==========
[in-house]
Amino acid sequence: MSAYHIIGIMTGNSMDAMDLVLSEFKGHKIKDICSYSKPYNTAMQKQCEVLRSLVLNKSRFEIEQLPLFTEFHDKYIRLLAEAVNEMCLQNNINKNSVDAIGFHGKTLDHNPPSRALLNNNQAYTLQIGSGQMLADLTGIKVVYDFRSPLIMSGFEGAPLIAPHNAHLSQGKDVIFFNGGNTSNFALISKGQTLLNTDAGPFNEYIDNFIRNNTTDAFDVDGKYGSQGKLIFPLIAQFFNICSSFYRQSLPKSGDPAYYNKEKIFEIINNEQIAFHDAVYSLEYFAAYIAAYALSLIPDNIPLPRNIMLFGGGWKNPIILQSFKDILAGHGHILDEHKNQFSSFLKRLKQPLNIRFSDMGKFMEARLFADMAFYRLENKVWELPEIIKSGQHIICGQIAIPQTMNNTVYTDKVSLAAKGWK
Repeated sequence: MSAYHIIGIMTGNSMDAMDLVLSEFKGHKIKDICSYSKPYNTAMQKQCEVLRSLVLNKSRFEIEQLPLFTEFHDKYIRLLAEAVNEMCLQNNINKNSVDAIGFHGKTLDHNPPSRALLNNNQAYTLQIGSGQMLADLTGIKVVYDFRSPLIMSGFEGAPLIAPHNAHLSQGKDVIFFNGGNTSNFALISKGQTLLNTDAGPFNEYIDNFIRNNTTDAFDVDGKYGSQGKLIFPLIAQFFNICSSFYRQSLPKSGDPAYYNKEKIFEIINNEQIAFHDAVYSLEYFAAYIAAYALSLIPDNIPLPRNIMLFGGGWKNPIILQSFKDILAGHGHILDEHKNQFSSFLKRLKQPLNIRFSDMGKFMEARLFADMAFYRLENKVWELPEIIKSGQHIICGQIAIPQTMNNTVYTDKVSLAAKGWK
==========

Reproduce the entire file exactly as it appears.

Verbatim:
[in-house]
Amino acid sequence: MSAYHIIGIMTGNSMDAMDLVLSEFKGHKIKDICSYSKPYNTAMQKQCEVLRSLVLNKSRFEIEQLPLFTEFHDKYIRLLAEAVNEMCLQNNINKNSVDAIGFHGKTLDHNPPSRALLNNNQAYTLQIGSGQMLADLTGIKVVYDFRSPLIMSGFEGAPLIAPHNAHLSQGKDVIFFNGGNTSNFALISKGQTLLNTDAGPFNEYIDNFIRNNTTDAFDVDGKYGSQGKLIFPLIAQFFNICSSFYRQSLPKSGDPAYYNKEKIFEIINNEQIAFHDAVYSLEYFAAYIAAYALSLIPDNIPLPRNIMLFGGGWKNPIILQSFKDILAGHGHILDEHKNQFSSFLKRLKQPLNIRFSDMGKFMEARLFADMAFYRLENKVWELPEIIKSGQHIICGQIAIPQTMNNTVYTDKVSLAAKGWK
Repeated sequence: MSAYHIIGIMTGNSMDAMDLVLSEFKGHKIKDICSYSKPYNTAMQKQCEVLRSLVLNKSRFEIEQLPLFTEFHDKYIRLLAEAVNEMCLQNNINKNSVDAIGFHGKTLDHNPPSRALLNNNQAYTLQIGSGQMLADLTGIKVVYDFRSPLIMSGFEGAPLIAPHNAHLSQGKDVIFFNGGNTSNFALISKGQTLLNTDAGPFNEYIDNFIRNNTTDAFDVDGKYGSQGKLIFPLIAQFFNICSSFYRQSLPKSGDPAYYNKEKIFEIINNEQIAFHDAVYSLEYFAAYIAAYALSLIPDNIPLPRNIMLFGGGWKNPIILQSFKDILAGHGHILDEHKNQFSSFLKRLKQPLNIRFSDMGKFMEARLFADMAFYRLENKVWELPEIIKSGQHIICGQIAIPQTMNNTVYTDKVSLAAKGWK